By on September 25, 2014


With only days to go until the 2014 Paris Auto Show, Honda has gone ahead and unveiled its refreshed Civic and Civic Tourer, as well as the new Civic Sport.

The Civic models all have sportier looks from stem to stern for the 2015 model year, with LED taillights capping things off. As for inside, Honda’s all-new, Android-powered Connect infotainment system is meant to give the driver “convenience and connectivity whilst on the road.” The system uses Android 4.0.4, with its smartphone gestures very much intact.

Meanwhile, the new Civic Sport — a diet Civic Type-R, if you will — arrives on the scene with either 1.6-liter i-DTEC diesel or 1.8-liter I-VTEC petrol firepower, driving 118 to 140 horsepower to the front line. Color-coded rear spoiler and 17-inch alloys add to the hot hatch’s looks alongside other Type-R-esque features.

Finally, all of the above will have Honda’s City-Brake Active system as standard. The braking system is meant to minimize or avoid entirely low-speed accidents by applying the brakes if such an event — up to 30 km/h — is detected.

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24 Comments on “Paris 2014: Honda Unveils Refreshed, New Civic Models...”

  • avatar

    Does this car use the Fit’s front-located fuel, semi-IRS and thusly it’s nice, flat and low rear floor?

  • avatar

    I like the CR-X style butt. Pretty aggressive styling overall but it works.

  • avatar

    I think it looks sharp, but even with that transom window, the high rear belt line and thick c-pillars makes me wonder how bad rearward visibility is. This would seriously annoy me in what’s supposed to be a practical compact.

    • 0 avatar

      You’re preaching to the choir, but the choir is singing in a vacuum and nobody is listening. The level belt line, high wrap around greenhouse design is dead. Wait until the NHTSA mandates backup cameras – automakers will probably just delete the back window altogether.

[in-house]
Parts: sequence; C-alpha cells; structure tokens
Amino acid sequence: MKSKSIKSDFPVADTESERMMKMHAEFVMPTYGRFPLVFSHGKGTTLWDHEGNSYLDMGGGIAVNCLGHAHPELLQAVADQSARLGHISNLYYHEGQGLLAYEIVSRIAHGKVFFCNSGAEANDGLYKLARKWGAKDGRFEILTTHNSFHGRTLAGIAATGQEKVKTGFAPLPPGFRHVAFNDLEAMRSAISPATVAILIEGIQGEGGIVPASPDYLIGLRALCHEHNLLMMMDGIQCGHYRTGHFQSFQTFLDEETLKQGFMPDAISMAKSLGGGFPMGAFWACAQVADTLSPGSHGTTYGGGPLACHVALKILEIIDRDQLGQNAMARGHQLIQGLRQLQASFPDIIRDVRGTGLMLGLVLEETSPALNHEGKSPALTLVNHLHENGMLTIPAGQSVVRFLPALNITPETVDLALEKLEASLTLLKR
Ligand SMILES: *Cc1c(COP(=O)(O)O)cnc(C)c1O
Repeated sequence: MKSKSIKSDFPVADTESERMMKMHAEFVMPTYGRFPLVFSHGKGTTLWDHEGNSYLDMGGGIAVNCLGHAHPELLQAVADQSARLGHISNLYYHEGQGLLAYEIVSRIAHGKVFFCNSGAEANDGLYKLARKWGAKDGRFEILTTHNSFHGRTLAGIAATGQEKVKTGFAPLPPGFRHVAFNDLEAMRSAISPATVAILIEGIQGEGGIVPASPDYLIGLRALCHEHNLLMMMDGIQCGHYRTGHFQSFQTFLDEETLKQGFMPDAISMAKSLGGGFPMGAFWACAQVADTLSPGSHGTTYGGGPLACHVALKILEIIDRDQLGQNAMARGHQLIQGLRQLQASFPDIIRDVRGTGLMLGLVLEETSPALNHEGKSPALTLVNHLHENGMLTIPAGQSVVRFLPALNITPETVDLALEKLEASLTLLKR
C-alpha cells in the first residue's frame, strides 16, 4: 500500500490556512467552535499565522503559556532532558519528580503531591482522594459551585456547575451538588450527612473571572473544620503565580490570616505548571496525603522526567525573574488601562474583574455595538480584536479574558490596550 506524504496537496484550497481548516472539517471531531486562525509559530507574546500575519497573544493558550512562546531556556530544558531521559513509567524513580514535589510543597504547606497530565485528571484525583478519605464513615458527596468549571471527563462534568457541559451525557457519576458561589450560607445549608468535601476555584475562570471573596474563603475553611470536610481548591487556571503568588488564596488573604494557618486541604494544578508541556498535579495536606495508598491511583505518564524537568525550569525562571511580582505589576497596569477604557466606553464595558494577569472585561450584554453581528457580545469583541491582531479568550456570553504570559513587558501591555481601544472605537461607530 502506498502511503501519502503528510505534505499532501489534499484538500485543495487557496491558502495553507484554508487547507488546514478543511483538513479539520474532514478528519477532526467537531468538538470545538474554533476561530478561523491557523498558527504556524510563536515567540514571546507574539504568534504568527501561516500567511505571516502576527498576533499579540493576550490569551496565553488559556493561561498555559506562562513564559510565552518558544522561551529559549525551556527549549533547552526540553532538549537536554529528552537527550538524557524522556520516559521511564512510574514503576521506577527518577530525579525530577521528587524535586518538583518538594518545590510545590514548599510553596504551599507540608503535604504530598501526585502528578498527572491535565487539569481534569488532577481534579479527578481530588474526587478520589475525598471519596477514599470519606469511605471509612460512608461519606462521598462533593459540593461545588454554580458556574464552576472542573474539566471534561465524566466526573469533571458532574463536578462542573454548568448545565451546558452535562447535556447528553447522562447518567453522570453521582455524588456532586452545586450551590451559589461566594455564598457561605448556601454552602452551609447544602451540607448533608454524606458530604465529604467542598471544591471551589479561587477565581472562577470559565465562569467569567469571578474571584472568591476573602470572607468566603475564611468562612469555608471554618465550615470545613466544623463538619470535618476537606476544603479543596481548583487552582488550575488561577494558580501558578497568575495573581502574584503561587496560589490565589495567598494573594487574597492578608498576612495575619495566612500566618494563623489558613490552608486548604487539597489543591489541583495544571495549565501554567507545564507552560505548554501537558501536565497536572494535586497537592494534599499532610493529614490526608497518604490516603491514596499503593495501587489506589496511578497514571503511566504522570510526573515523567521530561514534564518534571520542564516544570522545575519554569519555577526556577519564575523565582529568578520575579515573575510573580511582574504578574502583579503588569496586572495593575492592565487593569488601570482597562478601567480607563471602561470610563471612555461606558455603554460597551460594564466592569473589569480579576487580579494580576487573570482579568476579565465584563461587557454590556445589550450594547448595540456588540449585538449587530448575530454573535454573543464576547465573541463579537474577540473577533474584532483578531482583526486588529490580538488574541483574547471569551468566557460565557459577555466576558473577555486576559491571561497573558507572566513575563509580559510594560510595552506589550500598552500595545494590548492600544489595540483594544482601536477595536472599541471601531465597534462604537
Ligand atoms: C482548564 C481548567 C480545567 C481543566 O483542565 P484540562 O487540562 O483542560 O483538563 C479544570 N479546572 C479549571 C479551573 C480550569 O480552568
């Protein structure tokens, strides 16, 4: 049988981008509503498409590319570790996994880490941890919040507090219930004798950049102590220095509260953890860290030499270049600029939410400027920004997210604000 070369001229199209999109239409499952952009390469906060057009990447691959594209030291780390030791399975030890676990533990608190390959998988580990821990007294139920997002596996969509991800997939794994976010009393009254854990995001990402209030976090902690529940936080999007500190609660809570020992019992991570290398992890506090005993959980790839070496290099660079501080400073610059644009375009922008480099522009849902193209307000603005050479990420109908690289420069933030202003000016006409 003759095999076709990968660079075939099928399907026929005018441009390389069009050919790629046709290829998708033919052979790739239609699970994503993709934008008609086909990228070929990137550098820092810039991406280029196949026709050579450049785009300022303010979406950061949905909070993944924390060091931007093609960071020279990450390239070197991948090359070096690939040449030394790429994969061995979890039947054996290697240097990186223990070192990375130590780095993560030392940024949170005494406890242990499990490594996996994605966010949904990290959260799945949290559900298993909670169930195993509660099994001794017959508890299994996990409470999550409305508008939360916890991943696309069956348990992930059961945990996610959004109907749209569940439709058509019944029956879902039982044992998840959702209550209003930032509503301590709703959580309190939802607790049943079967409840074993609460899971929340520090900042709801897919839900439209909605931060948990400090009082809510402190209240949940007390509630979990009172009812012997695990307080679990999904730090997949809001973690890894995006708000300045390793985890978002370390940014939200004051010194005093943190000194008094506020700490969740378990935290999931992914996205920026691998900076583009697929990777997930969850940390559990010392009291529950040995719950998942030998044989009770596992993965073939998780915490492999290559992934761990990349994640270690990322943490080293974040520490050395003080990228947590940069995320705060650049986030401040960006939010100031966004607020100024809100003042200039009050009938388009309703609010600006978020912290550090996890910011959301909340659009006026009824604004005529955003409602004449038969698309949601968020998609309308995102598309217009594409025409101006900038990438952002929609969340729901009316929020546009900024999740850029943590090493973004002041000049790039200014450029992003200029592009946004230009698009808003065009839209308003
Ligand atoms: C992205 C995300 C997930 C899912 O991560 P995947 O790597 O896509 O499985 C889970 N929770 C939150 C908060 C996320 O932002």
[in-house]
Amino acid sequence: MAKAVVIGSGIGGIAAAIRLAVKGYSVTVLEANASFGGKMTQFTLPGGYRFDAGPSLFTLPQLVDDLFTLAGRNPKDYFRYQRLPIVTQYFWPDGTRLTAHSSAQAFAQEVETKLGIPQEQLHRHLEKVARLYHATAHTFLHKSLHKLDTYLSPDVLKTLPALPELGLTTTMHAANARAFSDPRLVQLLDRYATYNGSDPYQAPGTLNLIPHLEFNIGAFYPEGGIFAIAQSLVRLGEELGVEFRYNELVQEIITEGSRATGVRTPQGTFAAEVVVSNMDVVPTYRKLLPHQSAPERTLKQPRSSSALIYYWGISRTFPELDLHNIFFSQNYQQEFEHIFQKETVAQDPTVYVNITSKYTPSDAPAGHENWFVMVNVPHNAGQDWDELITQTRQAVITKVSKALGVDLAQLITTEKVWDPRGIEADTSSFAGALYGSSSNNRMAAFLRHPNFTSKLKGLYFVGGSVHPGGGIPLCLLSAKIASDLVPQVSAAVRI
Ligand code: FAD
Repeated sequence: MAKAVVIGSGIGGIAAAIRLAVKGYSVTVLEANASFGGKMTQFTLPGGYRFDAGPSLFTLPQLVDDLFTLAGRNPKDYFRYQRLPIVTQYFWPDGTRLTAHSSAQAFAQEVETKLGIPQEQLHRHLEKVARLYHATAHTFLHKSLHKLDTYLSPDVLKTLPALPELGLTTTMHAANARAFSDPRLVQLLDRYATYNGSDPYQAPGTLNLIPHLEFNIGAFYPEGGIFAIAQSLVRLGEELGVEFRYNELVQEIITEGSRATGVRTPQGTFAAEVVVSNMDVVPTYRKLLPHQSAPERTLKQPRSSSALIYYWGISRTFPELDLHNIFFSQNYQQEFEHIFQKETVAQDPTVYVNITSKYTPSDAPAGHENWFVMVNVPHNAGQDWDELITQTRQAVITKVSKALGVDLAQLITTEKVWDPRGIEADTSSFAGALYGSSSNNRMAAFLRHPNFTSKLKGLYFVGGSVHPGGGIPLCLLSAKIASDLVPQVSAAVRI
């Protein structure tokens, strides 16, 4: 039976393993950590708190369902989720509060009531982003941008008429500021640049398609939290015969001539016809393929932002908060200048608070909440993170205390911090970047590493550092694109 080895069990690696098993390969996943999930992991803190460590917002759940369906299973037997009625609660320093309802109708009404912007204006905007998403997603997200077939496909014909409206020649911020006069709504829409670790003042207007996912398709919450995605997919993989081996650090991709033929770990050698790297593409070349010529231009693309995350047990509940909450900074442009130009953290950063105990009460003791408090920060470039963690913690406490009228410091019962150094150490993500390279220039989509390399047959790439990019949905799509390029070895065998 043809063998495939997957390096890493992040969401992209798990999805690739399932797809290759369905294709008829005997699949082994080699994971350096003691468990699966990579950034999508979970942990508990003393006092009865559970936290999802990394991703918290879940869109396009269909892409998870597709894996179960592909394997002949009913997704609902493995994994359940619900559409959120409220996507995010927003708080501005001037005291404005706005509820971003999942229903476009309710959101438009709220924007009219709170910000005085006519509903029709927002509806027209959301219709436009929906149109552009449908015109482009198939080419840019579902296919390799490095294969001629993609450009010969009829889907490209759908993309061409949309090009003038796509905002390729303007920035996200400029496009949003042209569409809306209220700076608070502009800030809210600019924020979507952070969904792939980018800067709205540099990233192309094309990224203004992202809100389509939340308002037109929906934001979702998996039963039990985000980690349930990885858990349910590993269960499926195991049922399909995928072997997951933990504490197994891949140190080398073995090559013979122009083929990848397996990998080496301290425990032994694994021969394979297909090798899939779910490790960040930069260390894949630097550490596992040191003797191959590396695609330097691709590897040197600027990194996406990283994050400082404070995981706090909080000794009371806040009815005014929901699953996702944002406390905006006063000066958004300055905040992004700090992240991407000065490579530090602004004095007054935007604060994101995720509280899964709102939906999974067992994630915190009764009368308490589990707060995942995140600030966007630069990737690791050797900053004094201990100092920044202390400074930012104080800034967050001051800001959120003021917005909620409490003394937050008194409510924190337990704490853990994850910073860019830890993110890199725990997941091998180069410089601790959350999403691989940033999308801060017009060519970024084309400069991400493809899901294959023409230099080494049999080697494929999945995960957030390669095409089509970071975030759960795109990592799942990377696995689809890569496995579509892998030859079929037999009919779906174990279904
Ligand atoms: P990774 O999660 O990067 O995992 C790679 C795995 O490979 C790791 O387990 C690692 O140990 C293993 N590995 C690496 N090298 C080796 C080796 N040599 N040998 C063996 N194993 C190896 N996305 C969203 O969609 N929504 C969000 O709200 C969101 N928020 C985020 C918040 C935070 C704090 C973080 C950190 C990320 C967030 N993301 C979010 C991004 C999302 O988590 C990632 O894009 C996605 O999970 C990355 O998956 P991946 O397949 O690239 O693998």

• avatar

    I was wondering how long it was going to take a manufacturer to realize that Android makes for a perfect embedded OS for the infotainment system.

    It’s baffling that so many automakers blow money on an OS when Google gives away one for free. Of course, a GUI still needs to be developed, but it can then be built on a nice and speedy graphics library, which makes for much smoother operation than building your very own. (Few off-the-shelf embedded OS’es come with anything more than a super-crude graphics library, as their first use was things like industrial control systems where you don’t need pretty animations and response-time isn’t really that crucial.)

    Not to mention that Android programmers practically grow on trees these days, and they are already trained and ready to go.

    • 0 avatar

      “I was wondering how long it was going to take a manufacturer to realize that Android makes for a perfect embedded OS for the infotainment system.”

      Automotive has a huge NIH problem. Also, Android doesn’t give you that warm, fuzzy “one throat to choke” option that VxWorks and QNX do.

    • 0 avatar

      Not all of those Android programmers are good guys. That concerns me when riding in a vehicle upon which I depend for safety of life and limb.

      • 0 avatar

        True, but I don’t think the intent would ever be to use Android for the ECU or body computers; you’d use an in-house RTOS, VxWorks, QNX or maybe an rtLinux variant.

        At least I hope not. I don’t want a general-purpose OS anywhere near a time-critical system.

        Android, QNX Car, iOS CarPlay, WinCE/SYNC and the like are targeted at the ICE. That’s totally fine.

        • 0 avatar

          The problem is, once you have a convenient base to host your malware you can attack the ECU with much greater effect. Remember how the 2010 paper had to use the CD player in order to gain the foothold in the car. Back then, you had to hire an agent to slip the infection CD into the player. Nowadays, you can do the same from the convenience of your Amazon AWS instance.